In previous blogposts, I noted that 60s and modern liberalism have been unkind to the black family. The troubles of the black family are widely known, and it is without question that the black family has had a comparably bad run from the 1960s onward. But why?
It’s hard to be exact and certain about that, but here is something to note: The black family has had greater problems with absentee parents than white families since the 1880s. Apparently, black families were 2 to 3 times more likely to have an absentee parent from the 1880s to the 1960 than white families (see link). Thus, the revolutions of the 1960s did not lead to a difference in absentee parenthood between white and black families. Instead, the degree of difference between black and white families was just exacerbated from the 1960s onward, creating much more of a significant difference. But why?
Progressivists and modern liberals like to cite racism and poverty. It’s their answer to pretty much everything. Why? Probably because it is an answer alleviates the sting of failure and bad choices, gives cause for further social justice and makes it somebody else’s fault. It’s thus an ideology of crisis and tua culpa. Unrest and blame is the mechanism by which motivate, always creating a new oppression and oppressors – it’s how they win elections and dominate the culture wars. And to the extent that they always blame others, they deny agency and a freedom for excellence, which thus, quite ironically, makes them the modern enslavers of blacks. Harsh, but true.
In any case, take a look at their explanation: racism. Racism explains this? Really? That’s awfully incredulous, because blacks probably faced more racism and racial discrimination in 1880 than in the height of the civil rights movement and beyond, but yet they still had a better family constitution than today. Poverty is also incredulous because blacks were poorer and less educated in 1880 than they are today. In fact, poverty and a lack of education was a good predictor of a two-parent, black family (see page 148 of previous link), which suggests that poverty itself cannot be used to explain this difference and degree. Something else was amiss. But what?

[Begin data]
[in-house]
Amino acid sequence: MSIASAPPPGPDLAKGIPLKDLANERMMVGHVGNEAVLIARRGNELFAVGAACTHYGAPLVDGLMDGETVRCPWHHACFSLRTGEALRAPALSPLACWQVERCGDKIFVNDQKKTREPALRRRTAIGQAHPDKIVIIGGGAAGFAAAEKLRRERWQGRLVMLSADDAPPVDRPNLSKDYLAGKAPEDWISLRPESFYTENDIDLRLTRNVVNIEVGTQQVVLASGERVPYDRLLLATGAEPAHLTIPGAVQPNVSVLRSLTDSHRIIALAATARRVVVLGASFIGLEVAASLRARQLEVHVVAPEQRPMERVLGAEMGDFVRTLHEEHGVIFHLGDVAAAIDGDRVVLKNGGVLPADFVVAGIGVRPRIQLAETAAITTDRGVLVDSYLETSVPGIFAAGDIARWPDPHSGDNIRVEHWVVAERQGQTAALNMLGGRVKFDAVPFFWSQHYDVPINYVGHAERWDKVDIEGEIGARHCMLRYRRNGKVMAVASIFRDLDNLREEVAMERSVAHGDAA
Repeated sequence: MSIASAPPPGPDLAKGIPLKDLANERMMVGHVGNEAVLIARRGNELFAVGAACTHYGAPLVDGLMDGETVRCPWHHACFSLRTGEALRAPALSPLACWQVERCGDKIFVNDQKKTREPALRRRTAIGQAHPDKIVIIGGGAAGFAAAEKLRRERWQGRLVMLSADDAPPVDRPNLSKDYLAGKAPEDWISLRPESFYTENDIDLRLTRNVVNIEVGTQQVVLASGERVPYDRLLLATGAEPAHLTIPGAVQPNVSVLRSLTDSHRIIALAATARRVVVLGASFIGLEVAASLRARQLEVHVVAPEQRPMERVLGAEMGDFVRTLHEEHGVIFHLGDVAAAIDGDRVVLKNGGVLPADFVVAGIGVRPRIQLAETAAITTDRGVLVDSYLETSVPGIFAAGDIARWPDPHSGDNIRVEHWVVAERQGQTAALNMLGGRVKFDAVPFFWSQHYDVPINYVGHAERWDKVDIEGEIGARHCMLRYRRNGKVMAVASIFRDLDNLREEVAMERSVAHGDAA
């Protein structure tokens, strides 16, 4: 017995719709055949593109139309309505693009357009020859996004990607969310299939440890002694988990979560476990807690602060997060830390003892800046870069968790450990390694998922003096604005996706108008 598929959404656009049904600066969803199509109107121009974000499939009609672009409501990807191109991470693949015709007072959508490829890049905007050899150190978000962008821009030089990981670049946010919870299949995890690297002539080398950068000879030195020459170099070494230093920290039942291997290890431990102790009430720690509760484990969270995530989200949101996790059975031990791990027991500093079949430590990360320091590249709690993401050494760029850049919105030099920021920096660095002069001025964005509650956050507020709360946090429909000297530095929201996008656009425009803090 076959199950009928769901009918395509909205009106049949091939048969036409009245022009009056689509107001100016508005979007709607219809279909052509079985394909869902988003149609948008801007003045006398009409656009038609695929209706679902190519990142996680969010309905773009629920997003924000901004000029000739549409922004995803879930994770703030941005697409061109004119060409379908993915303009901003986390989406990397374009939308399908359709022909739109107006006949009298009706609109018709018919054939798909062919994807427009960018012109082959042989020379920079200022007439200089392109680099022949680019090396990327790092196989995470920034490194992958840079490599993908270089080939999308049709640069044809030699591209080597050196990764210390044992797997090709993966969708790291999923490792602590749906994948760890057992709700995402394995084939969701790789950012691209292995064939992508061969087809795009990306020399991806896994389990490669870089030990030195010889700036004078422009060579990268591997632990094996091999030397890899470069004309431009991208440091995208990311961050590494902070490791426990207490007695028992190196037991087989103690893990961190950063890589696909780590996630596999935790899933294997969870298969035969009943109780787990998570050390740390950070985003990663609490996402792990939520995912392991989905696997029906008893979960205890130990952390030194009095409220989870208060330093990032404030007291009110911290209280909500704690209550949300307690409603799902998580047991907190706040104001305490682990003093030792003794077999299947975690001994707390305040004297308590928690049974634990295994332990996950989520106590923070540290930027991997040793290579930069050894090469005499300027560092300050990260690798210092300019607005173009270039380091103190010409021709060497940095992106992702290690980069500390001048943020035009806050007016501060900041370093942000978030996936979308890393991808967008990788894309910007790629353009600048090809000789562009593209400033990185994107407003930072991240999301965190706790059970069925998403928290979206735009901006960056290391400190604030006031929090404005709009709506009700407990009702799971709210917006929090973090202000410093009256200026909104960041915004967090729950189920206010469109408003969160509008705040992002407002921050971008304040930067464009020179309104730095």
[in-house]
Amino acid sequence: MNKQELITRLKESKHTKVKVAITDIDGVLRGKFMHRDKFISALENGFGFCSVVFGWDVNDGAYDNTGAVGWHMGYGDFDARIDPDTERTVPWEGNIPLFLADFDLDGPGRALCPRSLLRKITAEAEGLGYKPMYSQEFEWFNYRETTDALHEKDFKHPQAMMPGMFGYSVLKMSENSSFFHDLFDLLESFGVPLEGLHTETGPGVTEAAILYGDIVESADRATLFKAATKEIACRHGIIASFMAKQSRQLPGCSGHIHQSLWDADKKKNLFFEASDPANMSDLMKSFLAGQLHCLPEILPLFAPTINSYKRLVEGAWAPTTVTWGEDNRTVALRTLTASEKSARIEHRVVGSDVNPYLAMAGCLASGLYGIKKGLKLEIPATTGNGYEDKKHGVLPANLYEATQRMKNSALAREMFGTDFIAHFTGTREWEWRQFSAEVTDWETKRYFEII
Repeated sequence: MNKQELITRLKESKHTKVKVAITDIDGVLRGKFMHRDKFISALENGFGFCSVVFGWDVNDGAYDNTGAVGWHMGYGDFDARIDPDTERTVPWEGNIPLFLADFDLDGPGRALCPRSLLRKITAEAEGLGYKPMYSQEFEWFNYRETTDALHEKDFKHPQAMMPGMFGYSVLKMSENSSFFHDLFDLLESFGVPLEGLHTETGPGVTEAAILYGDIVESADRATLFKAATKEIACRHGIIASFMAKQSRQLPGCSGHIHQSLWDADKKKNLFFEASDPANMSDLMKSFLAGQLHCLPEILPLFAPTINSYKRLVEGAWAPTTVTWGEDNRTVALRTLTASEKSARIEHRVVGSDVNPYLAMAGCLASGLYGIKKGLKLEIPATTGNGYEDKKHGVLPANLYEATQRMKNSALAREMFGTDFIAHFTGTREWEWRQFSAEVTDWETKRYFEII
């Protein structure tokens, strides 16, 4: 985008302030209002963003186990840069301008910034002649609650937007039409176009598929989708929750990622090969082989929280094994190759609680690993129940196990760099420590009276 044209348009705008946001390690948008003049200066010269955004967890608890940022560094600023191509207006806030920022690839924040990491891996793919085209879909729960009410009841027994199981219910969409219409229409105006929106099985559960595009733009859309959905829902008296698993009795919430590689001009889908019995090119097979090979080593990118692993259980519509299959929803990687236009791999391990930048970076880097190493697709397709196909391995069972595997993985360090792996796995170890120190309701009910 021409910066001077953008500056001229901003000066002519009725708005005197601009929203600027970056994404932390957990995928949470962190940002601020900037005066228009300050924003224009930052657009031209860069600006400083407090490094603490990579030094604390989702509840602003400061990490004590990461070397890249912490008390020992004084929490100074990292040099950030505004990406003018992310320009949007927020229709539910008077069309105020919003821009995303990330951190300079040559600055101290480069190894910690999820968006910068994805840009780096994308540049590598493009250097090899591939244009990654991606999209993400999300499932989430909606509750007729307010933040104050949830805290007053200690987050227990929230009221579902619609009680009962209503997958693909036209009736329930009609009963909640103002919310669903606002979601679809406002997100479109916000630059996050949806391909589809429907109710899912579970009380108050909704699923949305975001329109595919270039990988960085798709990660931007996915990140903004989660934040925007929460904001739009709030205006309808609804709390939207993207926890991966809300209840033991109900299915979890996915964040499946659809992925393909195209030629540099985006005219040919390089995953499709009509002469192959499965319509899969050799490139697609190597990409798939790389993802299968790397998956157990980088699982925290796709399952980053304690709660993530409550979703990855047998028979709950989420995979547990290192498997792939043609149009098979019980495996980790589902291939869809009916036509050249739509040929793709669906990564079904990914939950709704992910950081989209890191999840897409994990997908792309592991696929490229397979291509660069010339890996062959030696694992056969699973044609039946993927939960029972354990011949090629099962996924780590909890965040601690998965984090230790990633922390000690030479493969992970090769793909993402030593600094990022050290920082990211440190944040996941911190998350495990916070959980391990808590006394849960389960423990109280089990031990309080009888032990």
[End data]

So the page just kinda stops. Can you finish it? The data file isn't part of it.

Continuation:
It’s difficult to be exact and certain, as I said before, but it seems that culture and bad choice plays a role. I suspect that black families, already being less stable than white families, as we learned earlier, were far more vulnerable to the 1960s’ revolutionary times. These times challenged the value of authority, tradition and gender roles while touting free sex and narcotics. This helped changed the active values of blacks and black communities, encouraging poor choices and destructive behaviours. Did racism and its history play a role? Yes, of course. But just like the Jews and anti-Semitism, culture and choice can make a difference. The Jews chose wisely. Their cultural values, their emphasis and insistence on community, family and education pulled them through admirably. The blacks? Not nearly as much. Again, harsh but true. Not all cultures, values and choices are equal for all ends. That should be obvious.
In any case, here’s a worry for my own community, the white family. Our rates of children who lived without their biological father is now at a rate that parallels the condition of the black family in the early 1960s (see page 4 of this link). We don’t face similar challenges as blacks, so I don’t think that our future trajectory will be the exactly the same, but white men need to smarten up and start making better choices, too. Put your willies away until marriage and then stay married.
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